So, this little yellow plastic swirl spring became, through sheer adaptable survivability, one of the most iconic designs of the last half-century. Very few iconic images can more squarely define an entire culture as clearly and precisely as this simple masterful design. We all know exactly what this image is and what it means. It brings out layers and layers of inference and recall in our experience – almost none of it less than wonderful. This familiar swirl likely creates more smiles than a million happy faces can achieve.

About ten years back, I attended a concert by Patti Smith at a club in St. Louis. She had managed to get her long-time collaborator Lenny Kaye to again accompany her musically. Now, Lenny Kaye is a notorious and widely respected music historian and record collector. His realm of specialization is the forgotten 45. I imagine he has one of the finest collections of 45’s in the world. In a solid way, he instituted the entire punk rock revolution when he personally complied his collection of forgotten garage punk 45’s into the seminal compilation record called “Nuggets’ back in the early 1970’s. when he reminded us of the wonders of the cheezy amateur DIY 45 (as oppose do the godzilla known as “album oriented rock”), he changed the course of popular music.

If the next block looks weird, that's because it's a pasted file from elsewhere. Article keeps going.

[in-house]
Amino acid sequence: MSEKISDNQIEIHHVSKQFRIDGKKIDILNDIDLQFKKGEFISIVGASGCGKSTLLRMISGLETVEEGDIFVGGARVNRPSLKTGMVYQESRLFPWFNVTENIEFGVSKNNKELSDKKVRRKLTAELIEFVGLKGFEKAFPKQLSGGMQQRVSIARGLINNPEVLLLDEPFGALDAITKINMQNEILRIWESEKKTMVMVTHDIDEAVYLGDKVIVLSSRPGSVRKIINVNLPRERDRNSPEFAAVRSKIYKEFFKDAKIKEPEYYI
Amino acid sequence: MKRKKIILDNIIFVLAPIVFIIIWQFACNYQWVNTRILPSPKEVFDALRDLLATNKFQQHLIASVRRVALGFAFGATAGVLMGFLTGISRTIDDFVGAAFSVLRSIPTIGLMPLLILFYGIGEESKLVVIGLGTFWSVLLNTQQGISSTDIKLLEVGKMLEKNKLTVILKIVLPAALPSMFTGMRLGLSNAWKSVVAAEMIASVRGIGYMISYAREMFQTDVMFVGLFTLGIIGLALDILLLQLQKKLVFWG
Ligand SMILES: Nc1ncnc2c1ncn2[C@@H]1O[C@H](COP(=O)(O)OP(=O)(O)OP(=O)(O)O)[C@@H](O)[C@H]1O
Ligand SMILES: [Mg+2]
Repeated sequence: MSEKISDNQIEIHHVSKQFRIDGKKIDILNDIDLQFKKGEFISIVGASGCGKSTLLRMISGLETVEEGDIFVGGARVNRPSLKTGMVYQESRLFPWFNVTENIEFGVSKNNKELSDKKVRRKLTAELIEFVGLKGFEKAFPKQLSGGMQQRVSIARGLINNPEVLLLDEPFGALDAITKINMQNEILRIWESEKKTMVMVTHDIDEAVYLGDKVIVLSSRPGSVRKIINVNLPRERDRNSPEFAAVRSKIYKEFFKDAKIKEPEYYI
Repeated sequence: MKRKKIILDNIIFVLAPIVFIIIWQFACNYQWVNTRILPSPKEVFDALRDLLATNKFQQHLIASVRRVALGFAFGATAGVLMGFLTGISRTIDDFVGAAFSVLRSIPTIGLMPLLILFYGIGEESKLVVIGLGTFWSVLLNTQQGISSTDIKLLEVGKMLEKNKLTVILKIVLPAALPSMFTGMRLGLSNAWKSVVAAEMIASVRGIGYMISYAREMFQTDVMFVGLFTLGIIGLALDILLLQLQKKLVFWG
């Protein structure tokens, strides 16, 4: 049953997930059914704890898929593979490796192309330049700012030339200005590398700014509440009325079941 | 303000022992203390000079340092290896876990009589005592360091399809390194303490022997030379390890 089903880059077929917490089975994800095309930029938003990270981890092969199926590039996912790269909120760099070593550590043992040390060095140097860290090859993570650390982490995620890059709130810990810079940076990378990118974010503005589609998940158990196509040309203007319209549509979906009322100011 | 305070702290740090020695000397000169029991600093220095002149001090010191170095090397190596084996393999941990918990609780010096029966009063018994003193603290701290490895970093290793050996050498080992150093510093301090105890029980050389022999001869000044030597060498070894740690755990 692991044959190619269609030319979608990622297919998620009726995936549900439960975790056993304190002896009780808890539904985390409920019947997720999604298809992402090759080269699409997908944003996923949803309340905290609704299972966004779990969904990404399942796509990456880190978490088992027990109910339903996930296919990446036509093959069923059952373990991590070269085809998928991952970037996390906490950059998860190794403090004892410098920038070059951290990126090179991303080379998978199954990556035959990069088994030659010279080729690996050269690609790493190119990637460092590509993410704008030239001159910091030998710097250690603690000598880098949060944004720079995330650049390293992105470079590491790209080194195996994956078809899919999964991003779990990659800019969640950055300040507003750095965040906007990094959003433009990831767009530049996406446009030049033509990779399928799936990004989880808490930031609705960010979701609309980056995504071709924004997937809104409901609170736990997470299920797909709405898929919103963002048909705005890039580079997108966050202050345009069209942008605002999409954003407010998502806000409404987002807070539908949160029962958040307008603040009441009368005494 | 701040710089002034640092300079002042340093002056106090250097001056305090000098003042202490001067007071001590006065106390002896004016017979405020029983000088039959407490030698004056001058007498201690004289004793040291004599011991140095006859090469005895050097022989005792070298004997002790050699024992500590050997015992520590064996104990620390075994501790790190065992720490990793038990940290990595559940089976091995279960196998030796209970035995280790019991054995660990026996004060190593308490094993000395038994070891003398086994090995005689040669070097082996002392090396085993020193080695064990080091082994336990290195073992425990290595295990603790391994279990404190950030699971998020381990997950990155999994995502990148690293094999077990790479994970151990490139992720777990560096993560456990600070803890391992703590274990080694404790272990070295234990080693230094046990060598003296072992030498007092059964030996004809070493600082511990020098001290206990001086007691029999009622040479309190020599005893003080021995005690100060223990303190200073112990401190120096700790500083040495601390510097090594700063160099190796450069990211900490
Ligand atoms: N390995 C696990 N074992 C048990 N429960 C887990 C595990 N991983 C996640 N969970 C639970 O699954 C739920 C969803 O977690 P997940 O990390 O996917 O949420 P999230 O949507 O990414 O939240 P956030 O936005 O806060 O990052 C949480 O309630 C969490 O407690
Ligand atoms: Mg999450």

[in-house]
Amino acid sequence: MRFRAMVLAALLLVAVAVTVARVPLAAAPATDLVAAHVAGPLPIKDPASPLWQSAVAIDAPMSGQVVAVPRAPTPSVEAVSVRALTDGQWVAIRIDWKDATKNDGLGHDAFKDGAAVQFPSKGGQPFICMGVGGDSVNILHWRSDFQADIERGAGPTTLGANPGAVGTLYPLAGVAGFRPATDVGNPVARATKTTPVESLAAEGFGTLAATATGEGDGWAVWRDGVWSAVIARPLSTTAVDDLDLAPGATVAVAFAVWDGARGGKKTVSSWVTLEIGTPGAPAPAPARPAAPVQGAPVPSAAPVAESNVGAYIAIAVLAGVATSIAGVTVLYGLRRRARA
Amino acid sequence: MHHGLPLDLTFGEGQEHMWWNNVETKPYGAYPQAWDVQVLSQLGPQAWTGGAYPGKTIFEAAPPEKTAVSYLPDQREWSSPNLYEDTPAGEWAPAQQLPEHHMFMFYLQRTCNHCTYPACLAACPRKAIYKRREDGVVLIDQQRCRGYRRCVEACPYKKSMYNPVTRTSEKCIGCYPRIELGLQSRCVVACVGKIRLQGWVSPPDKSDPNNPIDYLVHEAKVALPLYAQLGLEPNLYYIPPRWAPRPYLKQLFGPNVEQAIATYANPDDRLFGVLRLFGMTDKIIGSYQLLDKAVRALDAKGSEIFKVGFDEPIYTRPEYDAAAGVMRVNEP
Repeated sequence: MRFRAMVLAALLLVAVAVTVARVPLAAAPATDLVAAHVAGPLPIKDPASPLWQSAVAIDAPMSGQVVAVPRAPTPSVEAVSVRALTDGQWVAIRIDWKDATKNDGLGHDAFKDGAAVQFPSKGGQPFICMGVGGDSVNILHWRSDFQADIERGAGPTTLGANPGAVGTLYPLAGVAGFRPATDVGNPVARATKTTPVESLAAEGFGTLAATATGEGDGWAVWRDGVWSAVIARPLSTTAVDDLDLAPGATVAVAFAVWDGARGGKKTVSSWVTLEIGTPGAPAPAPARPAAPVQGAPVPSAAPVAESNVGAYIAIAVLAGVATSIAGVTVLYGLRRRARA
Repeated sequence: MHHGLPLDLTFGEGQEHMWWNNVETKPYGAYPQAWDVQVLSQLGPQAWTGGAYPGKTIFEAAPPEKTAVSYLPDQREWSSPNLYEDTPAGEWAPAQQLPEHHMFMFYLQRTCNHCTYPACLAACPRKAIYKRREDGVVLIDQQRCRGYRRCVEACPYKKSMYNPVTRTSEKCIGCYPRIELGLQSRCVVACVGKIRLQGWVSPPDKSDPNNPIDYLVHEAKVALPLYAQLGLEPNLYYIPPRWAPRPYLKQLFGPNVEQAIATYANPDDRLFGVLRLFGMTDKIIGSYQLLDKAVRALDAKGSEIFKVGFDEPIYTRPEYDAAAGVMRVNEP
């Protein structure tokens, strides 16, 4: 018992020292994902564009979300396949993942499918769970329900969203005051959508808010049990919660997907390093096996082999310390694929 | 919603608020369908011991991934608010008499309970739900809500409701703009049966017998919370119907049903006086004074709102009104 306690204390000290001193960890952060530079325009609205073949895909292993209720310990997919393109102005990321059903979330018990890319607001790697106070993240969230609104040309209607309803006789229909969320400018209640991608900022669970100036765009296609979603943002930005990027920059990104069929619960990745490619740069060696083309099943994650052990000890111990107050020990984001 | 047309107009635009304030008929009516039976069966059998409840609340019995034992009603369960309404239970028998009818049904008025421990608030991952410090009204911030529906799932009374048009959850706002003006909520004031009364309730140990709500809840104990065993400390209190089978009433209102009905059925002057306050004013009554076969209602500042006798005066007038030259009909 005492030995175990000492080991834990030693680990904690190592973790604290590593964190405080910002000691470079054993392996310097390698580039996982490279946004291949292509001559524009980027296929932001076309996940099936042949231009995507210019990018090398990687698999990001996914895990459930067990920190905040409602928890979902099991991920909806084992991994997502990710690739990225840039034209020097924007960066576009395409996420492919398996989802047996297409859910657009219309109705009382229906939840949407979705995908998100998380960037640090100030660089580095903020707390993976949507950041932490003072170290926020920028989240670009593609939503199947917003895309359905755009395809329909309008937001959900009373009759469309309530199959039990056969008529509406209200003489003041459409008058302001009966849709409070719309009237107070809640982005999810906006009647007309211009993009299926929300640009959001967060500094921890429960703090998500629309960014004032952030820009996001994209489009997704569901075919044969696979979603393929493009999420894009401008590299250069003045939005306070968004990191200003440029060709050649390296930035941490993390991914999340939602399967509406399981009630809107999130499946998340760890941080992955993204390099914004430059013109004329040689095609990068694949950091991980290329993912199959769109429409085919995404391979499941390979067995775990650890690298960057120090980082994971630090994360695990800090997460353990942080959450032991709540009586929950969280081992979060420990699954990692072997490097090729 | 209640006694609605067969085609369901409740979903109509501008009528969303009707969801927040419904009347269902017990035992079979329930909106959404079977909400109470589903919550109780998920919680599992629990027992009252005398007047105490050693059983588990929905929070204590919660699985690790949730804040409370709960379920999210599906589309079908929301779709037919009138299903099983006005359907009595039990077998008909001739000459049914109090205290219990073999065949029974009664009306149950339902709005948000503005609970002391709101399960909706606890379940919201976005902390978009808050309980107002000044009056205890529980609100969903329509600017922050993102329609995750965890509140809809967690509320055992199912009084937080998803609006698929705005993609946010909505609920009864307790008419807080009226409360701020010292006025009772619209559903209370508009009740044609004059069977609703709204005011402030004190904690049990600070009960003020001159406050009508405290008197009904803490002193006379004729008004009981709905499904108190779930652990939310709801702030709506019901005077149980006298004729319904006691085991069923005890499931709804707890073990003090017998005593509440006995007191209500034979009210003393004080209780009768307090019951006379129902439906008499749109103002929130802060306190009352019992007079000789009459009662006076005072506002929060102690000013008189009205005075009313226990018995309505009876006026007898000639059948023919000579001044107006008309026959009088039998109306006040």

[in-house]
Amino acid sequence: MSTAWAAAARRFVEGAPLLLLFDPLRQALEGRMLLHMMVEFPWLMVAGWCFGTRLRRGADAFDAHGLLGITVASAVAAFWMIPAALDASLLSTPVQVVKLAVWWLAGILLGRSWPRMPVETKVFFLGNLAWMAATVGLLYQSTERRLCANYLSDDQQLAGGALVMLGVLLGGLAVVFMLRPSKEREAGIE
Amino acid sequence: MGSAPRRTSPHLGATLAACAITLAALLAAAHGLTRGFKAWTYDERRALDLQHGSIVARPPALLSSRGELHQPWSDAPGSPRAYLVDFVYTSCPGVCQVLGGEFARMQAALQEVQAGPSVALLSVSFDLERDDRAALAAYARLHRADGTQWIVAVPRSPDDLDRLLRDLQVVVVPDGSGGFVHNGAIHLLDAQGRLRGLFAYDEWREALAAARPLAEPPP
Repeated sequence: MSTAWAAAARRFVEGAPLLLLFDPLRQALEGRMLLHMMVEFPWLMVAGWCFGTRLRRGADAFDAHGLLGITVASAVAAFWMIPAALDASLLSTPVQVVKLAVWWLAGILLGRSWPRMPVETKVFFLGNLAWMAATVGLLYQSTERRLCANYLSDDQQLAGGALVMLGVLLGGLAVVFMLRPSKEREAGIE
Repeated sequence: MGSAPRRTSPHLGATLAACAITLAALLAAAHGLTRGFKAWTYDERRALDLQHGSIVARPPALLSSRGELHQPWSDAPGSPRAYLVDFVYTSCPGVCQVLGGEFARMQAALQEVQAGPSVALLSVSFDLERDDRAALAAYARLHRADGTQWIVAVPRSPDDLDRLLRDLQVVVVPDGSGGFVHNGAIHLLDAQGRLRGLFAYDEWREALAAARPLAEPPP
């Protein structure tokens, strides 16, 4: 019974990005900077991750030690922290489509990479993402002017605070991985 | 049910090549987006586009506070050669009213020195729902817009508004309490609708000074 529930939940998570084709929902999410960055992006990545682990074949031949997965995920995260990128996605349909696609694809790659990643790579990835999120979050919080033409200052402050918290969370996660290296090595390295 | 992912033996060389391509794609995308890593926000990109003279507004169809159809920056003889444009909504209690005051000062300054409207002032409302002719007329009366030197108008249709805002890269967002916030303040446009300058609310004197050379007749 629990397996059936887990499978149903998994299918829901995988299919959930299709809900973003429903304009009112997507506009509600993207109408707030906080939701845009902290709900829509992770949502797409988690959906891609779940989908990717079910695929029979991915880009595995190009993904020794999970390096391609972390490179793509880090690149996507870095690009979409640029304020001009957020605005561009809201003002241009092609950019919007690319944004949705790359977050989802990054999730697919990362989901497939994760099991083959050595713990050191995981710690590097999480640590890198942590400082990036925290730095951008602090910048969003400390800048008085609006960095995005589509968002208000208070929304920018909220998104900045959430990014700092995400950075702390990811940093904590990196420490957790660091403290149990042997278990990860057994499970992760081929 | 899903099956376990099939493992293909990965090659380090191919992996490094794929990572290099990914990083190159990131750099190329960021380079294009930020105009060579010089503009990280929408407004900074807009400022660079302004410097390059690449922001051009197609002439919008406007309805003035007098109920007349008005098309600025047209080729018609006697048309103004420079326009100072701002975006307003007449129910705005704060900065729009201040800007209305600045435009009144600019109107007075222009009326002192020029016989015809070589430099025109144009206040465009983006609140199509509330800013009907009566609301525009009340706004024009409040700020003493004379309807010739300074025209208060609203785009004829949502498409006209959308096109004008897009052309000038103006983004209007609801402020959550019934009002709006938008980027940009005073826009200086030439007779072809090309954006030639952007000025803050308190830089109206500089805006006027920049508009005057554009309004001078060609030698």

While he was playing his guitar in stage behind Patti Smith, I watched him closely, looking for antique riffs pulled from his music collection. But, I couldn’t help notice that he had only one accoutrement added to his otherwise all-black clothing. It was a simple chain with a solid silver 45 adapter hanging on it – his personal emblem of choice. It was the standardized ‘winner’ of the 45 design wars, too.